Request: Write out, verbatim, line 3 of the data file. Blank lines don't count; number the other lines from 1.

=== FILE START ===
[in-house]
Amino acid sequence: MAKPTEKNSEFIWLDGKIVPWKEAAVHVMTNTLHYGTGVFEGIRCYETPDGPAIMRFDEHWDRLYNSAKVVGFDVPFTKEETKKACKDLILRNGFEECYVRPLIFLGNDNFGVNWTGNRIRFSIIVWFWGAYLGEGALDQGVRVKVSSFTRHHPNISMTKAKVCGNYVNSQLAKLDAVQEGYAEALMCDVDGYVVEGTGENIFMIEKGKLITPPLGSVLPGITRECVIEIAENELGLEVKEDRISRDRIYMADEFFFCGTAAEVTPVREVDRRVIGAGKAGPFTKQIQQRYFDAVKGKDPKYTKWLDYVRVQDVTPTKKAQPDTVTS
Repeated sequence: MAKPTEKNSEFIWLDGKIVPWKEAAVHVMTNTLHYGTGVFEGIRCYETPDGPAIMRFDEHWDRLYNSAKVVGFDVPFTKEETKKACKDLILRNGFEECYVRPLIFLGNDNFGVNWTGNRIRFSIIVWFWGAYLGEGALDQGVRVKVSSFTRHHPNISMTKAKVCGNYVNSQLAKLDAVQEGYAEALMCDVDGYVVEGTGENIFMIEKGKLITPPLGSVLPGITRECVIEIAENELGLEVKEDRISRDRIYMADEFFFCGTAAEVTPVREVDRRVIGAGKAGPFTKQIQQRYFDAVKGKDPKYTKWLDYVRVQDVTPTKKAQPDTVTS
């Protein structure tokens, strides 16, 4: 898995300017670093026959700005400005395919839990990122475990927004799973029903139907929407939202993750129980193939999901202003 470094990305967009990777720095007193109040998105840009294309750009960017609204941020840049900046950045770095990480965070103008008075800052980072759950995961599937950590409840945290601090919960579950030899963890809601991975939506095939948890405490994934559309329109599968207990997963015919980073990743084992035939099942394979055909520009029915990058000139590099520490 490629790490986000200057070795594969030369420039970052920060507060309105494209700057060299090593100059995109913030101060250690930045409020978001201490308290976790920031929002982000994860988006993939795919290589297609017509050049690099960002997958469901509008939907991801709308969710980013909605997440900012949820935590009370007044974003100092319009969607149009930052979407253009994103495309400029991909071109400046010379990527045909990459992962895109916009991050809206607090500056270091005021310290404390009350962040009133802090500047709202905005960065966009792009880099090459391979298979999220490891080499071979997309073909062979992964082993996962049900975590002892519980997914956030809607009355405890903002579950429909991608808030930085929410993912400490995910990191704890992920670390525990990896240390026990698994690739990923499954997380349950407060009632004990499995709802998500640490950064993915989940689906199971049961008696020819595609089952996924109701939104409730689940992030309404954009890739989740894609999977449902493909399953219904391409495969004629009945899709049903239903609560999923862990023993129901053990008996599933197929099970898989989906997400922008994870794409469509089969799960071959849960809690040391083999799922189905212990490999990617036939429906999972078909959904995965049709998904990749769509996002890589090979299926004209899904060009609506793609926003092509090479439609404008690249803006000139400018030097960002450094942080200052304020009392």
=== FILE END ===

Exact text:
Repeated sequence: MAKPTEKNSEFIWLDGKIVPWKEAAVHVMTNTLHYGTGVFEGIRCYETPDGPAIMRFDEHWDRLYNSAKVVGFDVPFTKEETKKACKDLILRNGFEECYVRPLIFLGNDNFGVNWTGNRIRFSIIVWFWGAYLGEGALDQGVRVKVSSFTRHHPNISMTKAKVCGNYVNSQLAKLDAVQEGYAEALMCDVDGYVVEGTGENIFMIEKGKLITPPLGSVLPGITRECVIEIAENELGLEVKEDRISRDRIYMADEFFFCGTAAEVTPVREVDRRVIGAGKAGPFTKQIQQRYFDAVKGKDPKYTKWLDYVRVQDVTPTKKAQPDTVTS